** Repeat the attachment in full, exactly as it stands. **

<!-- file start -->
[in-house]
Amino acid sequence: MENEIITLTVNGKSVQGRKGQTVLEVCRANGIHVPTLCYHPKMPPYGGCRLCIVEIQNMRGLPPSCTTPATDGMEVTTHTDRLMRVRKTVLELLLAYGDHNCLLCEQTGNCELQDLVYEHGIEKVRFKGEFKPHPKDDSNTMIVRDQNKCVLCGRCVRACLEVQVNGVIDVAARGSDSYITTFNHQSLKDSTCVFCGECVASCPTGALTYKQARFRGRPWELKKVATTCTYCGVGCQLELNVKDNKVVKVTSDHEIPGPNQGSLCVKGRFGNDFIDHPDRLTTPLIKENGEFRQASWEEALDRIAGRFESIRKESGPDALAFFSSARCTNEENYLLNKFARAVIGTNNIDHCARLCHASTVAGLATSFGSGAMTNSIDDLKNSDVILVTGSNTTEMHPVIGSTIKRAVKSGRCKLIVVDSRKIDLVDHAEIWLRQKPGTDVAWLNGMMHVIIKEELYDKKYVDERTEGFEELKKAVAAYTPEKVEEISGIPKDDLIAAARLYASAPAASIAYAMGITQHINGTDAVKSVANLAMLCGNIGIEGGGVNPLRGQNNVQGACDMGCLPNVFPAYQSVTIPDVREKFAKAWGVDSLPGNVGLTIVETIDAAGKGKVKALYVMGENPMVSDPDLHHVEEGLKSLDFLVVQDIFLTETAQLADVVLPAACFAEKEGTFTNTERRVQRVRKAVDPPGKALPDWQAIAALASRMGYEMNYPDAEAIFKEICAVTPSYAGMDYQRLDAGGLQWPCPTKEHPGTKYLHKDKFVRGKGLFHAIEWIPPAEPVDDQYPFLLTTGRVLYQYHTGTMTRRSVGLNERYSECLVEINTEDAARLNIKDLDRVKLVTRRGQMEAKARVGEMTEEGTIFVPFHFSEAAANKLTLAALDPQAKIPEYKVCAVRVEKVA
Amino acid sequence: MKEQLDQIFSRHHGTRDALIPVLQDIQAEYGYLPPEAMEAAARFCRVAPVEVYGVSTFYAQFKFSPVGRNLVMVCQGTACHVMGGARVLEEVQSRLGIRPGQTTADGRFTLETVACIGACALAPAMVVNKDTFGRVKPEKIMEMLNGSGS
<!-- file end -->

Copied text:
[in-house]
Amino acid sequence: MENEIITLTVNGKSVQGRKGQTVLEVCRANGIHVPTLCYHPKMPPYGGCRLCIVEIQNMRGLPPSCTTPATDGMEVTTHTDRLMRVRKTVLELLLAYGDHNCLLCEQTGNCELQDLVYEHGIEKVRFKGEFKPHPKDDSNTMIVRDQNKCVLCGRCVRACLEVQVNGVIDVAARGSDSYITTFNHQSLKDSTCVFCGECVASCPTGALTYKQARFRGRPWELKKVATTCTYCGVGCQLELNVKDNKVVKVTSDHEIPGPNQGSLCVKGRFGNDFIDHPDRLTTPLIKENGEFRQASWEEALDRIAGRFESIRKESGPDALAFFSSARCTNEENYLLNKFARAVIGTNNIDHCARLCHASTVAGLATSFGSGAMTNSIDDLKNSDVILVTGSNTTEMHPVIGSTIKRAVKSGRCKLIVVDSRKIDLVDHAEIWLRQKPGTDVAWLNGMMHVIIKEELYDKKYVDERTEGFEELKKAVAAYTPEKVEEISGIPKDDLIAAARLYASAPAASIAYAMGITQHINGTDAVKSVANLAMLCGNIGIEGGGVNPLRGQNNVQGACDMGCLPNVFPAYQSVTIPDVREKFAKAWGVDSLPGNVGLTIVETIDAAGKGKVKALYVMGENPMVSDPDLHHVEEGLKSLDFLVVQDIFLTETAQLADVVLPAACFAEKEGTFTNTERRVQRVRKAVDPPGKALPDWQAIAALASRMGYEMNYPDAEAIFKEICAVTPSYAGMDYQRLDAGGLQWPCPTKEHPGTKYLHKDKFVRGKGLFHAIEWIPPAEPVDDQYPFLLTTGRVLYQYHTGTMTRRSVGLNERYSECLVEINTEDAARLNIKDLDRVKLVTRRGQMEAKARVGEMTEEGTIFVPFHFSEAAANKLTLAALDPQAKIPEYKVCAVRVEKVA
Amino acid sequence: MKEQLDQIFSRHHGTRDALIPVLQDIQAEYGYLPPEAMEAAARFCRVAPVEVYGVSTFYAQFKFSPVGRNLVMVCQGTACHVMGGARVLEEVQSRLGIRPGQTTADGRFTLETVACIGACALAPAMVVNKDTFGRVKPEKIMEMLNGSGS